I'm ecstatic about the proposed design for Glendale's float entry in the 2013 Tournament or Roses parade.
Seriously. I am.
I know, I'm the guy who called for our city to stop putting floats in the parade. And I've been critical of those who support the concept of a float as a marketing tool, mostly because my 20-plus years in marketing and advertising has me believing that anyone who spends more than $100,000 for less than 15 seconds of air time without a focused message is foolish.
But that was yesterday. Today, you can look up in the sky for flying pigs because I'm changing my tune based solely on the enticing description of the float design, as reported late last week: “The float features the Americana's red trolley and images of a doctor and nurse to represent the two companies that put up a total of $60,000 for the $99,000 float. It also includes a film roll and animated searchlights.”
The concept also includes allusions to the Alex Theatre and Glendale's animation history.
Well done! I do believe if we are going to get corporate sponsors to foot the bill, they should have the right to create the float in ways that will depict their financial or social contribution to the good folks of Glendale.
In the case of the Americana, I am sure hordes of people will flock to Glendale to ride the trolley there as a result of the mega-mall's participation. Even though I haven't done so myself, I'm sure a lot of Americans would love to ride the semi-historic car in a circle that literally takes you nowhere slowly.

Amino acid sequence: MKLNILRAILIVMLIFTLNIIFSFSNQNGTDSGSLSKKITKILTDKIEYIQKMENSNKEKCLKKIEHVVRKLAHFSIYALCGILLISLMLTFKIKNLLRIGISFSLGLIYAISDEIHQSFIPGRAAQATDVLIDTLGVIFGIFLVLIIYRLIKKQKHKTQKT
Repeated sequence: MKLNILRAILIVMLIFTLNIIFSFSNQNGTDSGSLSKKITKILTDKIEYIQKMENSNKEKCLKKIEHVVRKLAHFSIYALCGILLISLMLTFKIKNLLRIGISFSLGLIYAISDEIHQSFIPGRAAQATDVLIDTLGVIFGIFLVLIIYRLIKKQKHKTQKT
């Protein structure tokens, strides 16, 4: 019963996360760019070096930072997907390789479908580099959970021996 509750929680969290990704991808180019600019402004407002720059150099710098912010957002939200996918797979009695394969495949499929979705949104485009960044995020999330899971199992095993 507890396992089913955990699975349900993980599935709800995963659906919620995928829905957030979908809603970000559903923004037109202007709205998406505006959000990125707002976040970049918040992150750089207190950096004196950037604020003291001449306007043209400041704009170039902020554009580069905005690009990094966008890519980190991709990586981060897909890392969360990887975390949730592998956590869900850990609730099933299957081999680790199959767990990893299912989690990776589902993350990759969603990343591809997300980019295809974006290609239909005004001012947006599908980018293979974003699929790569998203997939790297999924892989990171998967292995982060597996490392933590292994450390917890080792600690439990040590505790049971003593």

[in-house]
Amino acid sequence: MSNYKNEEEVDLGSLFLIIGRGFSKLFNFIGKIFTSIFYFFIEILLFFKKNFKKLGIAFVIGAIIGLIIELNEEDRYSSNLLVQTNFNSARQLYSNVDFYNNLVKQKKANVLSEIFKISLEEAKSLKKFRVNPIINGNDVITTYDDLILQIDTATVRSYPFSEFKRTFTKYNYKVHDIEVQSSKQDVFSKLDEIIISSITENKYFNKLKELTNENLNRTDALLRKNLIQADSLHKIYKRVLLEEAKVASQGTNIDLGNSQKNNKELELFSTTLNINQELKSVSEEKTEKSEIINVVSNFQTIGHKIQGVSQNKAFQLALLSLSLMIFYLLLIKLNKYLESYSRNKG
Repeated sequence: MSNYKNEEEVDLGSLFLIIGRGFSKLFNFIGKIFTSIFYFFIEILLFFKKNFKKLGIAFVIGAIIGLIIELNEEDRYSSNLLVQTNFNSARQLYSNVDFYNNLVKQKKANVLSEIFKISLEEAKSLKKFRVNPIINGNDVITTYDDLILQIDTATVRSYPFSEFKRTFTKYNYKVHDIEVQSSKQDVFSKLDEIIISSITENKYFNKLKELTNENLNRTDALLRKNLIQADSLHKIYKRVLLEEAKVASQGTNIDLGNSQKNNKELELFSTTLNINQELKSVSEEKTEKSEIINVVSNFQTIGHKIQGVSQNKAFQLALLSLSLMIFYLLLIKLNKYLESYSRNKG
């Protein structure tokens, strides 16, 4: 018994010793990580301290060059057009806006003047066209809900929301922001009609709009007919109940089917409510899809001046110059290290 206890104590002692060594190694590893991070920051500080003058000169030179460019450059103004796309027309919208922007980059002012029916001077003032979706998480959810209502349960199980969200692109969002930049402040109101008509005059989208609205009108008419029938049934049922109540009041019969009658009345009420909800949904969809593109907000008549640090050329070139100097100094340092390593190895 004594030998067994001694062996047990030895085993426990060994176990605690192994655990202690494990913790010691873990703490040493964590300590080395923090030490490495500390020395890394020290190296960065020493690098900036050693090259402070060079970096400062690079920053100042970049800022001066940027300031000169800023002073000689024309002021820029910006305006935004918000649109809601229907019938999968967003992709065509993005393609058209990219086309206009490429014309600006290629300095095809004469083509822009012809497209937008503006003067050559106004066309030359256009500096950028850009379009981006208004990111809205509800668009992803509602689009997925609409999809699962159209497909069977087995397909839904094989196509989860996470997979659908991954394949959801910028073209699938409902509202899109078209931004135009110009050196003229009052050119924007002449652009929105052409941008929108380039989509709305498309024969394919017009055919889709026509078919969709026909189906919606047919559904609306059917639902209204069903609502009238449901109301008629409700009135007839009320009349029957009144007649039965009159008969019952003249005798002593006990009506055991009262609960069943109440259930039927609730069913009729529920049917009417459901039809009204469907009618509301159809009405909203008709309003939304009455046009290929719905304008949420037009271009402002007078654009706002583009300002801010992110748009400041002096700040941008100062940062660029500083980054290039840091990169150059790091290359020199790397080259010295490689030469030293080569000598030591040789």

I do think it fits nicely into the parade theme for 2013 Rose Parade, “Oh, the Places You'll Go.” When I think about creating an impression of Glendale, I'd like potential visitors to think that once they get here, life will be an endless, short loop.
Of course, if they get injured on this nearly static ride through a manufactured slice of American living, they have the comfort of doctors and nurses ready and willing to treat whatever ails them. Whether these representations will help even those without insurance, or at least some sort of co-payment, is yet to be determined.
But heck, floats aren't supposed to be representations of socialism, right?
With the current corporate sponsorships in place, that still leaves us about $31,000 short, according to Community Services & Parks Director Jess Duran. He is likewise hopeful that another source of income will be found by way of corporate sponsorship or community donations.
Because I'm a giver, I have an idea that I think will further advance this concept of letting the world know what other businesses they'll find in Glendale. I say we allow smaller entities to use their wares to cover the float. Who needs flowers when we have an abundance of materials that say, “Come see what we're made of … literally!”
To bolster the Americana's contribution, I propose we craft the trolley using tuna sashimi from Katsuya, French fries from Jewel City Diner and guacamole from Frida.
We can make the doctor and nurse out of hummus, stuffed grape leaves and tabouleh from Carousel. And the recognizable spire of the Alex Theatre can be made of submarine sandwiches courtesy of Mario's Deli.
For the film roll and animated searchlights, we'd be well served to let Porto's Bakery cover them in their world-famous potato balls and empanadas.
To complete the cacophony of corporate communications, we could even incorporate into the design a small section of the L.A. River, which we could fill with Mai Tais from Damon's.
Finally, we'll need some greenery to keep from being disqualified, so perhaps we can get some of the local entrepreneurs growing marijuana illegally in properties around the city to donate some of their fine product — anonymously, of course. If that doesn't work, then maybe we just grab a few kilos out of the evidence lockup at the Glendale Police Department.
The side benefit to this last suggestion is we would most likely end up with a glut of volunteers willing to help decorate the float. The downside would be that three hours into the decorating, they'd most likely begin eating everything on the float.
GARY HUERTA is a Glendale resident and author. He is currently working on his second novel and the second half of his life. Gary may be reached at email@example.com.